NSW Irrigators’ Council (NSWIC) has written to all major political parties in NSW demanding an end to the reckless politicisation of long-overdue reform.
Successive governments, from both sides of politics (but initiated by Labor), have spent 18 years trying to regulate floodwater take, and bring it into a transparent and accountable compliance framework. Parliament will soon consider the regulations to finally put that framework in place.
“Irrigators have accepted we need a stronger regulatory and compliance framework for floodplain harvesting, even though this will means less water to grow food and fibre when it does flood” said NSWIC CEO, Claire Miller.
For the Gwydir Valley, over 30% of the floodwater once accessed by farmers will be returned to the environment, if these reforms proceed.
“If those directly impacted can accept the need for a stronger regulatory and compliance framework, we expect our politicians can step up and do the same.”
“It is reckless and irresponsible for our politicians to playing politics with so much at stake for families, communities and the environment.”
Failure to proceed with these regulations would be reckless for the environment, as take will remain unmanaged. Failure to proceed would be reckless for irrigators who need clear rules and certainty to operate their businesses. Failure to proceed would be reckless for compliance with the Basin Plan.
“In 2021, to have an entire water source not included within the contemporary compliance framework is simply unfathomable.”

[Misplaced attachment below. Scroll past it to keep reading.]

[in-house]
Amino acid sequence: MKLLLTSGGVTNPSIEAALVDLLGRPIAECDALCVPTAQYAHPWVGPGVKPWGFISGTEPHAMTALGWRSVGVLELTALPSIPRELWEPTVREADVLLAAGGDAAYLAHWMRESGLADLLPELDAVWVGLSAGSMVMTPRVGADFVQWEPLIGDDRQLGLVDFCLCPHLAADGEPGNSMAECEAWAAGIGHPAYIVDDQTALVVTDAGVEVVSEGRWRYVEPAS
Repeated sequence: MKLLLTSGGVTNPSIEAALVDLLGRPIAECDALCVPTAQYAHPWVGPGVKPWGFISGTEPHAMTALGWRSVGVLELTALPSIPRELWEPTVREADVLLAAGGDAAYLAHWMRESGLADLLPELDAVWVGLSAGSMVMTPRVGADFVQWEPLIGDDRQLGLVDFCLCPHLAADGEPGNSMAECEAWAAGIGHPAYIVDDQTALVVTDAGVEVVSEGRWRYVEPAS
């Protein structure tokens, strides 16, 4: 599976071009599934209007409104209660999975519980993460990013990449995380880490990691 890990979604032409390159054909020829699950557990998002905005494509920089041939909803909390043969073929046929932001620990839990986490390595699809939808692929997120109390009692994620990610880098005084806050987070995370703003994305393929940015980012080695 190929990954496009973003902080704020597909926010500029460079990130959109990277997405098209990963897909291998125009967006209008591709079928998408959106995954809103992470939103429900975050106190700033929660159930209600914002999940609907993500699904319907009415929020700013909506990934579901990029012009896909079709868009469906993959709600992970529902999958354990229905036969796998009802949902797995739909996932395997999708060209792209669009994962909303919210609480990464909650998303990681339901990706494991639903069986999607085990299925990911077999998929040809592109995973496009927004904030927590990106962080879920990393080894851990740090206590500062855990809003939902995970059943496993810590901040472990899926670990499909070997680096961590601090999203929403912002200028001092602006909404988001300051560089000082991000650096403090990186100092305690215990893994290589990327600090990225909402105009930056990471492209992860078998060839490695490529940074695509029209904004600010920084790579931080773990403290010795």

“Irrigators support the reforms to reduce, meter and license floodplain harvesting – not because we love it – but because all forms of water take should be licensed, metered and within sustainable limits. We and the public expect no less.”
NSWIC has also highlighted the fragile position many irrigators are currently in. The uncertainty engulfing this reform and unrelenting vilification of what are, after all, family-owned businesses, are adding to the distress of little to no water access in the worst drought on record, a drought that has not ended for many people like those in the Border Rivers.
“Irrigators are feeling distressed by their future prospects, this is not the time to play politics with a reform which already comes at a significant socioeconomic cost to these communities. We require a smooth and sensible transition. The major parties should focus on the reform and refrain from joining in the shameful pile-on vilifying these farmers.”
“We have grown men in tears on their farms, and at the same time see politicians in Sydney playing games with their livelihoods, it’s not ok, and it needs to be called out.”
NSWIC is aware of concerns around valley-based rules to implement this framework in Water Sharing Plans. If the regulations enabling the framework do not go through, then there is no longer a process to consider these other concerns through the Water Sharing Plans. We need an actual compliance framework in place first, and as an urgent priority, before the secondary step.
“You need a house before you can work out what furniture to put in it,” said Ms Miller
NSWIC has reviewed the positions of all major stakeholders on reducing, licensing and metering floodplain harvesting. All major stakeholders support this reform – the key architecture of which will soon be put before Parliament.
NSWIC asks that politics are put aside in the interests of achieving clear, transparent and accountable water management in NSW right now, which is in the interests of everyone.